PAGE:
Three Festival Case Studies
Here are three contrasting festivals which I have recently directed and, in the Portuguese case, continue to do so. Within the different approaches I take in response to the particular local circumstances, I employ methods which are common to all and can be modelled specifically to suit cultural developments and artistic celebrations in almost any situation, anywhere in the world. Please contact me for discussion, further information and availability either to lead the processes and deliver the products or to advise on the ways and means of creating and growing festivals.
St Magnus Festival, Orkney (www.stmagnusfestival.com)
Between 1988 and 1993 I was one of a triumvirate of Artistic co-Directors of this unique Festival, at that time run almost entirely on a voluntary basis. My principal position at that time was as Managing Director of the Scottish Chamber Orchestra, based in Edinburgh, Scotland’s capital and as different and distant from Orkney as a place can be. The St Magnus Festival, like some other great examples, was created by artists: the composer Peter Maxwell Davies, who came to live in the Islands, and the poet George MacKay Brown, who spent all his life there. It has maintained an ideal balance between local participants, adults and children alike, and invited international artists of the highest quality.
After a gap of more than twenty years I returned to Orkney in summer 2004 to live there for a year and direct the 2005 Festival. Having previously worked for a number of years, often voluntarily, in Bosnia and other war-torn places, organising projects and using the power of music to help the rebuilding of people’s lives, I developed the programme for Orkney, the most peaceful place imaginable, around the theme of ‘Conflict and Resolution’. Artists from Bosnia and elsewhere came to share their work and make music with the local people. The Festival opened with a piece of music-theatre largely created by two hundred primary school children from the Islands: their Notes in Time of War drew upon statements made and exchanged online by young people of their own age group (10-12 years) from Rwanda (including child soldiers), Bosnia, Iraq and Northern Ireland, their testaments forming the text and being transformed into a work of great power.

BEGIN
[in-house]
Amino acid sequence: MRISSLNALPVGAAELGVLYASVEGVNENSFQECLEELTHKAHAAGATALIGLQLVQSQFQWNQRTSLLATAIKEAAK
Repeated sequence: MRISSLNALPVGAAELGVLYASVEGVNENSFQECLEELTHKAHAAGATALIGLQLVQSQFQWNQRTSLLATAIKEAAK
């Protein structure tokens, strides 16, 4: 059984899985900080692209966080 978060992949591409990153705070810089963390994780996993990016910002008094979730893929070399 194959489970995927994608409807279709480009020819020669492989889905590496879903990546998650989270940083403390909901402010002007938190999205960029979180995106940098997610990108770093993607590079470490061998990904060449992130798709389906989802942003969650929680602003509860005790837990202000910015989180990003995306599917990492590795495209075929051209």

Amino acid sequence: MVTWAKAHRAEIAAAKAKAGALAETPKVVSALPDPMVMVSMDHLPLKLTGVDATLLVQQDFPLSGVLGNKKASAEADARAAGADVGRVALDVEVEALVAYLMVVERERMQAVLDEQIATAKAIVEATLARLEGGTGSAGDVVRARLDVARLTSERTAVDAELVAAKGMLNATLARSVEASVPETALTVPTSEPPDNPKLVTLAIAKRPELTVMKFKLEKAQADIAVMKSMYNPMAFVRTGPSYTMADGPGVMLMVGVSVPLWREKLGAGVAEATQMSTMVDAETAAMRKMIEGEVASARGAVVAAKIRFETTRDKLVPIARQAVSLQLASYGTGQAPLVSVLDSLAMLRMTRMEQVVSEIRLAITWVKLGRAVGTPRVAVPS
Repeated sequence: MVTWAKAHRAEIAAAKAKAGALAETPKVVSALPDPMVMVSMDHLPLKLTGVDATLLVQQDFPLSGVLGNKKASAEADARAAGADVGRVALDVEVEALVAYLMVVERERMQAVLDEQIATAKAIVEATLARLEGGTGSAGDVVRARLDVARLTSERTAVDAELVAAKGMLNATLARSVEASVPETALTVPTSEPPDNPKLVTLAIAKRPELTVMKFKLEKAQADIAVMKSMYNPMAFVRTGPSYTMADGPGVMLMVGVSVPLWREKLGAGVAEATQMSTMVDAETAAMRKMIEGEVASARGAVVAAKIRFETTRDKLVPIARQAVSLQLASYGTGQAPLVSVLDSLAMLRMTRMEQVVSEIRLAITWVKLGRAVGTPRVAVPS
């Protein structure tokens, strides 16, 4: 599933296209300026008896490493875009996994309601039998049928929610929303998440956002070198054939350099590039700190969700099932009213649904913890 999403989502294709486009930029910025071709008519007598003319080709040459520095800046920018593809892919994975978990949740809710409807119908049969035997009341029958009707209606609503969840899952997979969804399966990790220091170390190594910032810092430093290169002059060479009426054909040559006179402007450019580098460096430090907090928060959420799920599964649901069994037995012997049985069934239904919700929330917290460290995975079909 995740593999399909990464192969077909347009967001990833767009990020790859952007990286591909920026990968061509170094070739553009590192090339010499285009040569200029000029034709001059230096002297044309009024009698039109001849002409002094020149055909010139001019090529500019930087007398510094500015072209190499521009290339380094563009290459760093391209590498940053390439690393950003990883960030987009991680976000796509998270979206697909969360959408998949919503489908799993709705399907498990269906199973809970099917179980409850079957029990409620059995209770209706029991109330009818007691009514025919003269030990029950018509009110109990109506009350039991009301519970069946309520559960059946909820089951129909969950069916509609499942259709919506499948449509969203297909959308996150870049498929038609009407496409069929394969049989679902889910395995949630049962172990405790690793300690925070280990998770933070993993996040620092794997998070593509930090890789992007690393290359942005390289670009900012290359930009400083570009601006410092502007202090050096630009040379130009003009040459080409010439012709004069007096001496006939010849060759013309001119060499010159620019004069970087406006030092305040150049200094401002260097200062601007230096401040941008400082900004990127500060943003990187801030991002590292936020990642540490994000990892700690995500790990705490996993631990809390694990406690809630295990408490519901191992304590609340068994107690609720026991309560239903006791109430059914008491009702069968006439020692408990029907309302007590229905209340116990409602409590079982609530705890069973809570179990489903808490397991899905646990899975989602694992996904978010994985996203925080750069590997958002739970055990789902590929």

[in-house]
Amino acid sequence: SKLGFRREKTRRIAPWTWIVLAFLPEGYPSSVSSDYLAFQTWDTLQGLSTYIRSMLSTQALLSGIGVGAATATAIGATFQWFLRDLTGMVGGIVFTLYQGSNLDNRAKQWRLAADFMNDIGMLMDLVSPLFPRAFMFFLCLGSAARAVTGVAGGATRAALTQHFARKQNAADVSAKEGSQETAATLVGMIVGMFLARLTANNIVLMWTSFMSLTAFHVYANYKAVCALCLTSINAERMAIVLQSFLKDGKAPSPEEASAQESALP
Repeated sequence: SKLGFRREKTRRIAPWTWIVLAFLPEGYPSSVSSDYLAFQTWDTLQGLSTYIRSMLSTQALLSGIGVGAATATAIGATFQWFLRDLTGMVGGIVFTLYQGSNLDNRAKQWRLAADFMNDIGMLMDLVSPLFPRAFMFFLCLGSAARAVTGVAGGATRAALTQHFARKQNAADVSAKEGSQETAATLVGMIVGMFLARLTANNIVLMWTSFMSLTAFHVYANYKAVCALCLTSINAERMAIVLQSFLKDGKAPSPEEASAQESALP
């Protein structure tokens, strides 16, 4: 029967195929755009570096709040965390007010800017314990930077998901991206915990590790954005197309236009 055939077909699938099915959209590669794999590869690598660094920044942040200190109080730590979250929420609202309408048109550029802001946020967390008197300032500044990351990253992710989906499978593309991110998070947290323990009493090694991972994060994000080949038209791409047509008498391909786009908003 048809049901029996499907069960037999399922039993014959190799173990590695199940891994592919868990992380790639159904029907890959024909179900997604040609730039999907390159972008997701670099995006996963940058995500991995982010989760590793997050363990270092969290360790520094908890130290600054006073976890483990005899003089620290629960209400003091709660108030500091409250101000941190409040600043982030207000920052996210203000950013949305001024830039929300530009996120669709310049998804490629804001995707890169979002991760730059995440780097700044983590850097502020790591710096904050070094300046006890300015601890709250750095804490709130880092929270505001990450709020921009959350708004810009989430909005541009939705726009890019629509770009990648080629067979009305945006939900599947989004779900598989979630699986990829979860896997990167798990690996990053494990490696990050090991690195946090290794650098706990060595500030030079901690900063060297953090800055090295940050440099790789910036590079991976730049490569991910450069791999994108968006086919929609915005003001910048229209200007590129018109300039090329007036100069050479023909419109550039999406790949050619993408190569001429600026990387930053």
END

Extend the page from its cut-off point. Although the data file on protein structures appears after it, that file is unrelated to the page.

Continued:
This example serves to illustrate that a festival can close the gap between amateurs and professionals, between locals and visitors, and between the grass-roots and the stars, with artistic results that are enhanced rather than compromised. The visiting stars bring inspiration to the local people but also depart with greater illumination from having been there. St Magnus is an ‘international’ festival by virtue of being ‘local’.
The City of London Festival ()